Some stories you shouldn't miss today:
An Assistant Attorney General told a DC audience yesterday that the DOJ would potentially prosecute people for 'speech crimes' if they propagandize on social media in support of ISIS. Shane Harris with the scoop:
John Carlin, the assistant attorney general for national security, told a cybersecurity conference in Washington on Monday that officials could try to blunt ISIS’s violent PR operation by essentially trying propagandists as terrorists. He suggested the Justice Department could bring prosecutions under the law against providing material support to a terrorist organization. His remarks were believed to be the first time a U.S. official has ever said that people who assist ISIS with online media could face criminal prosecution.
Carlin was asked at the conference whether he would “consider criminal charges” against people who are “proliferating ISIS social media.”
His answer: “Yes. You need to look at the particular facts and evidence.” But Carlin noted that the United States could use the material support law to prosecute “technical expertise” to a designated terrorist organization. And spreading the word for ISIS online could count as such expertise.
First Amendment experts say this is patently absurd and would never fly. But we here in Massachusetts remember how DOJ attorneys convinced a judge and jury that Tarek Mehanna's translation of al Qaeda videos into English constituted 'material support' for the group. So anything's possible.
An advertising company has been flying a drone equipped with Wifi sniffing technology over Los Angeles, collecting information about people through their cell phones. How is this legal? The Federal Aviation Administration has no interest in regulating drone privacy issues. And while Wifi sniffing of this variety may violate FCC regulations or consumer privacy laws, it doesn't look like anyone in government is racing to find out. Meanwhile, a New York City councilor is advancing a measure that would ban all drones from flying above the city's skies—except for those flown by the police.
The ACLU has pried some documents out of the hands of Florida law enforcement officers showing that police in the sunshine state have been using cell site simulator surveillance technology—sometimes known as stingrays—without warrants, in routine cases like robbery investigations, and without any internal rules or policies to prevent abuse. The FBI has spoken out strongly against public disclosure of information related to stingray surveillance, arguing that even acknowledging the existence of the technology could give "bad guys" all the power they need to skirt police attention. The FBI director himself made this argument a few weeks ago, despite the fact that stingrays have been publicly discussed in the media for at least two years.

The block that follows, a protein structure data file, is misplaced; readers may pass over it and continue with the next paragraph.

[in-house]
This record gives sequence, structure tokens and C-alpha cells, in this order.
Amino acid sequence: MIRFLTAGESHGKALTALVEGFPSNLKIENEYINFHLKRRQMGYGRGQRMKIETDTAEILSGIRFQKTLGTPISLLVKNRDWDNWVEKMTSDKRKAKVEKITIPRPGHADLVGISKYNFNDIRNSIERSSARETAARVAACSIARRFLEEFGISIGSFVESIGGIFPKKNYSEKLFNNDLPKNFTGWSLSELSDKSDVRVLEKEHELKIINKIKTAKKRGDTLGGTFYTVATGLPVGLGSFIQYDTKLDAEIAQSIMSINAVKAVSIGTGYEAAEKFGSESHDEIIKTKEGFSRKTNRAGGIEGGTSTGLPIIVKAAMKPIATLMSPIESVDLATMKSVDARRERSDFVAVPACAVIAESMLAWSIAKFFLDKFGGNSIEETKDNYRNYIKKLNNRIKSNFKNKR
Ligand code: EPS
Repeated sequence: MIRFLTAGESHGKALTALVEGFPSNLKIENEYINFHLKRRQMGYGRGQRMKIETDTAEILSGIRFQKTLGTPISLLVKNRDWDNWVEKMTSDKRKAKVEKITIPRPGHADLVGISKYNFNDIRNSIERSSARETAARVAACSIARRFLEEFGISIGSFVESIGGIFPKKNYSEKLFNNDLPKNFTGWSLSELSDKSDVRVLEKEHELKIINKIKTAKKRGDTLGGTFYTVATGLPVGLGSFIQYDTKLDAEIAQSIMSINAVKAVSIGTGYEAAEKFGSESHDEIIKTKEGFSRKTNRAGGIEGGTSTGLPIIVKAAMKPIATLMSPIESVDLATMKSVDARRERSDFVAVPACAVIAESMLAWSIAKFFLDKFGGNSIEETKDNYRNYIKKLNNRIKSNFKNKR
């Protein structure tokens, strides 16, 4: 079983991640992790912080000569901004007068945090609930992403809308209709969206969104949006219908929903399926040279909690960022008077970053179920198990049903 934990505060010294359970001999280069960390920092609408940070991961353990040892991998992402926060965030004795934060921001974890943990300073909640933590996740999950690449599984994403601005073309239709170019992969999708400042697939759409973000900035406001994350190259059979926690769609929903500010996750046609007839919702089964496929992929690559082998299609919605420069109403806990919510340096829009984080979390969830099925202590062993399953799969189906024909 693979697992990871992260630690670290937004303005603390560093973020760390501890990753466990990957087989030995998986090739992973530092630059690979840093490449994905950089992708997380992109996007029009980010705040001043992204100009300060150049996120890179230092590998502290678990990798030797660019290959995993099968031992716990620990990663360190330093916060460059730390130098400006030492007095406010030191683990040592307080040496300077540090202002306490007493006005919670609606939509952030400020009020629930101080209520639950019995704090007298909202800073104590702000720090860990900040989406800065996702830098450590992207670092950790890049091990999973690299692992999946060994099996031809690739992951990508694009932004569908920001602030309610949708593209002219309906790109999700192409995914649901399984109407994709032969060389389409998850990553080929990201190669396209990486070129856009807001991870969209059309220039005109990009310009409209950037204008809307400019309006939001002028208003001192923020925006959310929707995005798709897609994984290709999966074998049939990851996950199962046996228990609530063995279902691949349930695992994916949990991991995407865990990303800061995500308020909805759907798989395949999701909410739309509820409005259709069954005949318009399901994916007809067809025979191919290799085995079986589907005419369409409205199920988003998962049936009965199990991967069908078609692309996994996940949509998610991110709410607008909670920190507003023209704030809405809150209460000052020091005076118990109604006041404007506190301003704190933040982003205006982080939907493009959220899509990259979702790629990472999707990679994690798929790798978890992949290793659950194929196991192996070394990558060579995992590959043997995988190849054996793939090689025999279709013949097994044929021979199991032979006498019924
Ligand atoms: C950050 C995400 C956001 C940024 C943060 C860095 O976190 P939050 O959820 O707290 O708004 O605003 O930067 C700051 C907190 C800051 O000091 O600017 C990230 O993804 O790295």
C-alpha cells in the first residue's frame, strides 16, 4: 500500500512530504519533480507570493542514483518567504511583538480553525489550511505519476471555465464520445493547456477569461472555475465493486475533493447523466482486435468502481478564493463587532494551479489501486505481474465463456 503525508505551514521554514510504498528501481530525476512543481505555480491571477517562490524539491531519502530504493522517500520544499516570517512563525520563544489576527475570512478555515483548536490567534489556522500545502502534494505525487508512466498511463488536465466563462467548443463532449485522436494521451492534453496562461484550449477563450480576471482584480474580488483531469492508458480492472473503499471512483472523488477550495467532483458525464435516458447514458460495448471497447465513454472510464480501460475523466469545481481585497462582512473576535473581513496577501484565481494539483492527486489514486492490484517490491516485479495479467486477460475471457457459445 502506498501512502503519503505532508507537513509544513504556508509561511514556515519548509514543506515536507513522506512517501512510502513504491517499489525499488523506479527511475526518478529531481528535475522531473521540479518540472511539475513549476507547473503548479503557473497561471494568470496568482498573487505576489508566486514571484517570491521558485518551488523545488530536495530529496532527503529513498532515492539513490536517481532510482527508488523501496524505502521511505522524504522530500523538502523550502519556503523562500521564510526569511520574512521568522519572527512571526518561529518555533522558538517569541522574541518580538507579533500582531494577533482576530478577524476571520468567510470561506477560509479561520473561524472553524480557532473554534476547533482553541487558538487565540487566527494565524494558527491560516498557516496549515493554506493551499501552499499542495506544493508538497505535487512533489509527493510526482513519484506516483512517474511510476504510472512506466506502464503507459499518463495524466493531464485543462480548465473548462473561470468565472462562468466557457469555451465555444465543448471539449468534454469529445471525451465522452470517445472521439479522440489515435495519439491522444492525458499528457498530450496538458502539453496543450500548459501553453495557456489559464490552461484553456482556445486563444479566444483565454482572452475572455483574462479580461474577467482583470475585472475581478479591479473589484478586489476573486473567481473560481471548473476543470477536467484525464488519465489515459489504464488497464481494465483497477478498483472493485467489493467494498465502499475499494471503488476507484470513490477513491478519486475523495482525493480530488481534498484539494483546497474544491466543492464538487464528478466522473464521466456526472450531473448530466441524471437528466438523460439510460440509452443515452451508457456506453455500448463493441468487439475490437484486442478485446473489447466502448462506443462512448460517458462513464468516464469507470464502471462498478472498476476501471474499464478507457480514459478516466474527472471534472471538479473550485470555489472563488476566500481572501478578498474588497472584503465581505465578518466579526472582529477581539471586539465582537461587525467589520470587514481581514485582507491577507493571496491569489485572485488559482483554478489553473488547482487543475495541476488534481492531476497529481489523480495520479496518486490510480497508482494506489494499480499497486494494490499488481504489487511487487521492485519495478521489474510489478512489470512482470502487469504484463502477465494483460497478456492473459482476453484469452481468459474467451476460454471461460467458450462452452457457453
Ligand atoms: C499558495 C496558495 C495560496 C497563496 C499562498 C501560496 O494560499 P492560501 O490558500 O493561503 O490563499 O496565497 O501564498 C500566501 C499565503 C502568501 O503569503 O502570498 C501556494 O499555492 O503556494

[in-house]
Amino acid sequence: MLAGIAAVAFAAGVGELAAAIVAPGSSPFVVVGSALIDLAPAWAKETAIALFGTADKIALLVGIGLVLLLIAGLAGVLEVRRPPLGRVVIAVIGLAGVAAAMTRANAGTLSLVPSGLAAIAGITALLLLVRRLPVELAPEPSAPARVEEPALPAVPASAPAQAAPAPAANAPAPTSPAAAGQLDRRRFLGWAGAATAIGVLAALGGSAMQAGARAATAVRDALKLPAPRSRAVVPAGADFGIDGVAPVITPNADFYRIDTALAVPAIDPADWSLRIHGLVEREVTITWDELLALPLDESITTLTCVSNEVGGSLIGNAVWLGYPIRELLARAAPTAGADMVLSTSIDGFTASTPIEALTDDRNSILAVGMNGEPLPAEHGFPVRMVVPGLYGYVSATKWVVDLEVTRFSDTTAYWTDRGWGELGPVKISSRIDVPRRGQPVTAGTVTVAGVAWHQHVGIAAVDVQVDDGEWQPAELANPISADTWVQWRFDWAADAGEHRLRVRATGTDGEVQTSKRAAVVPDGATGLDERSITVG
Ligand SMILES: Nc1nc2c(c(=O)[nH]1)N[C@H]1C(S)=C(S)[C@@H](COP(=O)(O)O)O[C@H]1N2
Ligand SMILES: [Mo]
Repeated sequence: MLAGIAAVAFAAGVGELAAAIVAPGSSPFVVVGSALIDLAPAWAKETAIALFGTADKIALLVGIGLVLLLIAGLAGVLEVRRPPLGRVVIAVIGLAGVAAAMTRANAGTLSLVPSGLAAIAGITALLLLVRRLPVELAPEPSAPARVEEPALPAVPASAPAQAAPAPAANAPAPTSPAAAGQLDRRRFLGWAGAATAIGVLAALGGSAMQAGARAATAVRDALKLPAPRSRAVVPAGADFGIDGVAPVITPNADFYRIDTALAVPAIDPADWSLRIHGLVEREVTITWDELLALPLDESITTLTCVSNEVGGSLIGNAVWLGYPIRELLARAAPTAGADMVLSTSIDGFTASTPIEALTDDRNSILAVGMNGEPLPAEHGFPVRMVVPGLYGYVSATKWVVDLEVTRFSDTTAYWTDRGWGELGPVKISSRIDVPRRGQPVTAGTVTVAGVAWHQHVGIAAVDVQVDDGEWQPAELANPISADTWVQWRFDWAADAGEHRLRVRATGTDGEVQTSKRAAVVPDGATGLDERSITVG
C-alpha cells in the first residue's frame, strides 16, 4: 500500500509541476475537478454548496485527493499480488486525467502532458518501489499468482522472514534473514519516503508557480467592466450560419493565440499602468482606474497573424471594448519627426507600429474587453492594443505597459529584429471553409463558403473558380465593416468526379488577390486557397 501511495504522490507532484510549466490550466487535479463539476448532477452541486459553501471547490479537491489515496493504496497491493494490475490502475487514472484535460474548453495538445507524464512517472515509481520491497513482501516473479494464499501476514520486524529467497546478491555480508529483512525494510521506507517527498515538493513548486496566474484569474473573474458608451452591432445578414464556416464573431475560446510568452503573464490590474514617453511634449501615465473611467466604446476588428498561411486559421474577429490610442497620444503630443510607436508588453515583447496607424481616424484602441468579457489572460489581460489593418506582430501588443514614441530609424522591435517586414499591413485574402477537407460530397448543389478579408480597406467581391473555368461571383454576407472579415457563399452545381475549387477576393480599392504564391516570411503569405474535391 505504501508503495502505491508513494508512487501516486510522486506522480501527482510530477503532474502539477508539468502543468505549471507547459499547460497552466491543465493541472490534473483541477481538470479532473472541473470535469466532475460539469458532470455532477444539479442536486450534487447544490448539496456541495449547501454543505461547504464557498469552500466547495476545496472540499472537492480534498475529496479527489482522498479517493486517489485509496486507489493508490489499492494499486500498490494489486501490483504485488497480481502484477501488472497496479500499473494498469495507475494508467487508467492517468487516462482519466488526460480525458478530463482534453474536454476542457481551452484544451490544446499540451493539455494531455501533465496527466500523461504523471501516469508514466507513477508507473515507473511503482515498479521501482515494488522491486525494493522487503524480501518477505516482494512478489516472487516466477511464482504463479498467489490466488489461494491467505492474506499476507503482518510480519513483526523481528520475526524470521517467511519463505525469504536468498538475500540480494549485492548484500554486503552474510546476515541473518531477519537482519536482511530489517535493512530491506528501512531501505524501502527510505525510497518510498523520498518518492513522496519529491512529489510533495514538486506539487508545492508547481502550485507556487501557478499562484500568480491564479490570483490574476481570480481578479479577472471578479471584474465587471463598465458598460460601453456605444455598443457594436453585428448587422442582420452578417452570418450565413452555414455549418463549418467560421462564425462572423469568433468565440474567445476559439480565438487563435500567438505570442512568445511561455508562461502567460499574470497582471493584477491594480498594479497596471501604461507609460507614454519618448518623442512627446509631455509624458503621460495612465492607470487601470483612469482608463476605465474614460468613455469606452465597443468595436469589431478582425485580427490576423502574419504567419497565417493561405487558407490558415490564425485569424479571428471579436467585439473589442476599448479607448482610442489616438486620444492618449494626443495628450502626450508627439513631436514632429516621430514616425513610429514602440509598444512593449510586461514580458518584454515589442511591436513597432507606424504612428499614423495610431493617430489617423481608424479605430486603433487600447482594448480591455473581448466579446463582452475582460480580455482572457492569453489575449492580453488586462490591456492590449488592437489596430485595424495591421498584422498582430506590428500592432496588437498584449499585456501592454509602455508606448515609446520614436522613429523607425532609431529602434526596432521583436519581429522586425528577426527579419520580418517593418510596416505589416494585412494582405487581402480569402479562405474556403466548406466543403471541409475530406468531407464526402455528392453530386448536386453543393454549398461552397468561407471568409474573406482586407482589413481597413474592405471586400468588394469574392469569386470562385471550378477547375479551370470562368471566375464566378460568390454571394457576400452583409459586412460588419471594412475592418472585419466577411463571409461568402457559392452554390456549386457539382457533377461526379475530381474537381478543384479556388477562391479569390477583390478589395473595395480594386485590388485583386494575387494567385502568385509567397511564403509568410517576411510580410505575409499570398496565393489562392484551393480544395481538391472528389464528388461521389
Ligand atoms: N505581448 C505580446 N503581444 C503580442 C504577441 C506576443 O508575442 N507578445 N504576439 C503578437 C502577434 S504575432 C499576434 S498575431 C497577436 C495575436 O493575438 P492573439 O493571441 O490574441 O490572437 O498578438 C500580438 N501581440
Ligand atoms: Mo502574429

In other police practices and secrecy news, the Guardian newspaper has reported on the existence of a hitherto covert 'black site' run by the Chicago Police Department. Captives brought to the Homan Square warehouse are denied access to attorneys, beaten, shackled in stress positions, and interrogated, according to survivors. At least one person has died in CPD custody at the site. While the CPD mostly holds black and brown people at Homan Square, a white political detainee named Brian Jacob Church alerted Guardian reporter Spencer Ackerman to the existence of the 'black site'. Church was taken there and held without access to an attorney after his arrest on dubious and ultimately failed 'terrorism' charges stemming from his involvement with NATO protests in 2012. When a Guardian reporter tried to visit the Homan Square 'black site', someone at the door told them, "This is a secure facility. You’re not even supposed to be standing here."
The disclosures about the Homan Square covert detention facility come on election day in Chicago, and at a time when activists are pushing for a reparations bill to make amends for the Chicago Police Department's savage torture of black men under former police commander John Burge's two decade long reign of terror. Police terror against black Americans in Chicago is hardly new.